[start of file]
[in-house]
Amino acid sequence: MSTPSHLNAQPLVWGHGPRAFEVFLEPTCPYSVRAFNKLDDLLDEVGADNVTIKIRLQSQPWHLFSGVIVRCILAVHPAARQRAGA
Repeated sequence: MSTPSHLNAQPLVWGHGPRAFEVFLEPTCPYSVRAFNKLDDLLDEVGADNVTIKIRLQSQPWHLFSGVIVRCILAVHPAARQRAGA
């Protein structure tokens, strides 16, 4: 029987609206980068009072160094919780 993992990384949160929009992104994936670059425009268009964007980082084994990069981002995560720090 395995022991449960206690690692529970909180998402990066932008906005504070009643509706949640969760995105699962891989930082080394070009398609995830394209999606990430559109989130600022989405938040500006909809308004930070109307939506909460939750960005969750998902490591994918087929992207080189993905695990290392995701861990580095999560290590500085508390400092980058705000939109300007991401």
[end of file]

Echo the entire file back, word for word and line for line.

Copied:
[in-house]
Amino acid sequence: MSTPSHLNAQPLVWGHGPRAFEVFLEPTCPYSVRAFNKLDDLLDEVGADNVTIKIRLQSQPWHLFSGVIVRCILAVHPAARQRAGA
Repeated sequence: MSTPSHLNAQPLVWGHGPRAFEVFLEPTCPYSVRAFNKLDDLLDEVGADNVTIKIRLQSQPWHLFSGVIVRCILAVHPAARQRAGA
């Protein structure tokens, strides 16, 4: 029987609206980068009072160094919780 993992990384949160929009992104994936670059425009268009964007980082084994990069981002995560720090 395995022991449960206690690692529970909180998402990066932008906005504070009643509706949640969760995105699962891989930082080394070009398609995830394209999606990430559109989130600022989405938040500006909809308004930070109307939506909460939750960005969750998902490591994918087929992207080189993905695990290392995701861990580095999560290590500085508390400092980058705000939109300007991401």